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February 7th, 2018, 11:52 PM   #1
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Integral of the sum of all integers: -1/12

The sum of all integers over the complex plane by analytic continuation is typically given as the Riemann zeta function evaluated at z({-1,0})=-1/12. But the partial sum at index 'n'' of the series is (n*(n-1)*)/2=n^2-x and looking at the definite integral S there we find that it's precisely z(-1). Perhaps we should be calling z(-1) an integral instead of a sum?
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February 8th, 2018, 04:30 AM   #2
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Almost everything you've written is wrong. Especially the reference to integrals.

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February 11th, 2018, 11:27 PM   #3
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Quote:
Originally Posted by v8archie View Post
Almost everything you've written is wrong. Especially the reference to integrals
Sorry, I didn't type out the equation correctly; it should have read $\displaystyle \frac{1}{2}n^2+\frac{1}{2}n$.

Anyhow if you look at the definite integral (see plot at bottom) you find that it's actually $\displaystyle zeta(-1) = -\frac{1}{12}$.

And so instead of resorting to the peculiarities of analytic continuation required by the Reimman zeta function, we can simply point to the generating polynomial for the sum of integers up to $\displaystyle n$ and examine it's integral to gain a little better insight into this odd discovery of Euler and Ramanujan.
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Last edited by Sebastian Garth; February 11th, 2018 at 11:31 PM.
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February 12th, 2018, 03:35 AM   #4
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  1. The sum of the all integers is not $-\frac1{12}$;
  2. The partial sums of the integers form a function of a discrete variable whose integral is not $-\frac1{12}$;
  3. You have no justification for moving to a continuous variable, so you are going to struggle to explain any link.
The point about "resorting" to Analytic Continuation is that it is a rigorously proved technique with a firm logical basis.

I expect that their is a link between the zeta function and the result. And the result probably expresses some truth about the sum of the positive integers, but that doesn't give us equality.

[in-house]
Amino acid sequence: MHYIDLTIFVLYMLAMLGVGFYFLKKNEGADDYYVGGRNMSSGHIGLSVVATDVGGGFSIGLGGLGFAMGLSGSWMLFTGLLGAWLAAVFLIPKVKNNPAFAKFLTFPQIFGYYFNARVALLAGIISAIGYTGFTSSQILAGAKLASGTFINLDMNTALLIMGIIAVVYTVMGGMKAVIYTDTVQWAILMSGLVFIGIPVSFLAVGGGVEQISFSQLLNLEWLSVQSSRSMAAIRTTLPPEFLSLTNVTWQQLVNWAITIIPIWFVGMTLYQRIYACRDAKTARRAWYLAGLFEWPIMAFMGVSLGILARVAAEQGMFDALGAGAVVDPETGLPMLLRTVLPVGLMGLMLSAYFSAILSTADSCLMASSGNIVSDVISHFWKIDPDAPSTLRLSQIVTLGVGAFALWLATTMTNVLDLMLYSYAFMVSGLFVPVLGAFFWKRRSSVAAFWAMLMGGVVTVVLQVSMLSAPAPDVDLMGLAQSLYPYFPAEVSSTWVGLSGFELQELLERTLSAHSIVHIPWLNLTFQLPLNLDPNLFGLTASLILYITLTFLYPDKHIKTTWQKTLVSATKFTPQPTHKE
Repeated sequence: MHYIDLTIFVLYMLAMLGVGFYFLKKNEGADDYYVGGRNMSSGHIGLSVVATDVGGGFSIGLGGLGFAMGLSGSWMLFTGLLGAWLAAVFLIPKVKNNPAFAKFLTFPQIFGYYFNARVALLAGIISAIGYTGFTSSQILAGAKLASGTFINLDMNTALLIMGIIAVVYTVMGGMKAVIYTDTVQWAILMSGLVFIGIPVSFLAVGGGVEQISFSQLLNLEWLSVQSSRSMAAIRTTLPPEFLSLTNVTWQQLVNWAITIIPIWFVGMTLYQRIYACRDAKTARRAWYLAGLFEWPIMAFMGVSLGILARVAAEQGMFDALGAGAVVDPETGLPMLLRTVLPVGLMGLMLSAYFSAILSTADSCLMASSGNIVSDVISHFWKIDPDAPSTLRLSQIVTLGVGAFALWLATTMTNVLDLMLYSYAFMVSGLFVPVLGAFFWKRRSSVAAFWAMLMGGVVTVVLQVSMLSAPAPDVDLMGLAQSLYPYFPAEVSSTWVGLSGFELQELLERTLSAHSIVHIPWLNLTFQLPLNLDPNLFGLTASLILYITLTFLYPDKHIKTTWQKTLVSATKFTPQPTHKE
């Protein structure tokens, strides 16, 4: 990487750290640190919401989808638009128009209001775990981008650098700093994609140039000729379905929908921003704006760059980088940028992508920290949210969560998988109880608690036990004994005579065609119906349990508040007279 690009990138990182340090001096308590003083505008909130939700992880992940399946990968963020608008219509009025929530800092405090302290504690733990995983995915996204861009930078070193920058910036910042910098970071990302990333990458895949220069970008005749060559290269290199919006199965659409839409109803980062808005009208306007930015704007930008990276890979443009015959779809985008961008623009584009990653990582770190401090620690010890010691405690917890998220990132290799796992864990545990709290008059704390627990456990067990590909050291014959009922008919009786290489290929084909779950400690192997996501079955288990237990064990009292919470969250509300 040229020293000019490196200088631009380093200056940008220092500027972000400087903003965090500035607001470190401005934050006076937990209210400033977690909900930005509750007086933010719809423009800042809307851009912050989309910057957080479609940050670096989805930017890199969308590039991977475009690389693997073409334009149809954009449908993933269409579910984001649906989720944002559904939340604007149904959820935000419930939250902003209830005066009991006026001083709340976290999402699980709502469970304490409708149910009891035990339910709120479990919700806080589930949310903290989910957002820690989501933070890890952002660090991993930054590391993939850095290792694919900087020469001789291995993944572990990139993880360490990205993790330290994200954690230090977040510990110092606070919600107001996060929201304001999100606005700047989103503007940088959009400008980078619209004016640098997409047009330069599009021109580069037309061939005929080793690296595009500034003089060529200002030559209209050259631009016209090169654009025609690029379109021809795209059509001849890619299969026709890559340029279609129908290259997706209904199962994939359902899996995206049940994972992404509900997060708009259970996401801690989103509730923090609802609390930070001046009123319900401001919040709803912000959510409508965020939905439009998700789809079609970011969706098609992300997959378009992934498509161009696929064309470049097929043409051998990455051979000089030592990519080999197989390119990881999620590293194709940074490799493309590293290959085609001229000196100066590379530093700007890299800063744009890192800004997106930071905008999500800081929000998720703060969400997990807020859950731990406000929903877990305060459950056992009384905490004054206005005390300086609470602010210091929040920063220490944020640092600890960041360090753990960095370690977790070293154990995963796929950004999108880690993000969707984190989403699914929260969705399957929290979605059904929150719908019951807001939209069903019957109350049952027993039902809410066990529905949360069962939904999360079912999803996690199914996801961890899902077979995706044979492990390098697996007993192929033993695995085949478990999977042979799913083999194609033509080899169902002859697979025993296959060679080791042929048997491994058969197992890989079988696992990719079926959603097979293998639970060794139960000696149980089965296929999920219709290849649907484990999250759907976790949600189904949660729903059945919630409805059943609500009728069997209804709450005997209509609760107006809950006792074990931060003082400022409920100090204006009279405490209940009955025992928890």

Last edited by v8archie; February 12th, 2018 at 03:38 AM.
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February 12th, 2018, 04:47 AM   #5
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In general, the sum of the $p$th power of the first few integers is

$$\sum_{k=0}^N k^p = \frac{B_{p+1}(N+1) - B_{p+1}(0)}{p+1}$$

where $B_{p+1}$ is the $p+1$th Bernouilli polynomial.

Your idea is now to see $N$ as continuous and integrate this. Notice that
$$\int_a^0 B_{p+1}(x+1)dx = \frac{B_{p+2}(1) - B_{p+2}(a+1)}{p+2}$$

Thus the integral of the above is

$$\frac{B_{p+2}(1) - B_{p+2}(a+1) + aB_{p+1}(0)(p+2)}{(p+2)(p+1)}$$

Keeping in mind that for $p\geq 0$, we have $B_{p+2}(1) = B_{p+2}(0)$, evaluating the above in $-1$ yields

$$-\frac{B_{p+1}(0)}{p+1}$$

which is exactly $\zeta(-p)$ for $p>0$.

Very well noticed link, OP!
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February 12th, 2018, 01:55 PM   #6
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Originally Posted by Micrm@ss View Post
In general, the sum of the $p$th power of the first few integers is

$$\sum_{k=0}^N k^p = \frac{B_{p+1}(N+1) - B_{p+1}(0)}{p+1}$$

where $B_{p+1}$ is the $p+1$th Bernouilli polynomial.

Your idea is now to see $N$ as continuous and integrate this. Notice that
$$\int_a^0 B_{p+1}(x+1)dx = \frac{B_{p+2}(1) - B_{p+2}(a+1)}{p+2}$$

Thus the integral of the above is

$$\frac{B_{p+2}(1) - B_{p+2}(a+1) + aB_{p+1}(0)(p+2)}{(p+2)(p+1)}$$

Keeping in mind that for $p\geq 0$, we have $B_{p+2}(1) = B_{p+2}(0)$, evaluating the above in $-1$ yields

$$-\frac{B_{p+1}(0)}{p+1}$$

which is exactly $\zeta(-p)$ for $p>0$.

Very well noticed link, OP!
Great work man! Your analysis of the general case really elucidates the crux of the matter quite well; if we take the quadratic roots for the $\displaystyle p=1$th power of $\displaystyle n$ and find the integral in between those two points we get $\displaystyle -\frac{1}{12}$ (thus making an extension from the integers to all of the real numbers).

Last edited by Sebastian Garth; February 12th, 2018 at 02:11 PM.
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February 14th, 2018, 09:19 PM   #7
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Except that there is still no justification for why we should consider $N$ to be continuous. It stops the sum from being the sum of the $p$th power of the integers and the summation stops making any sense.
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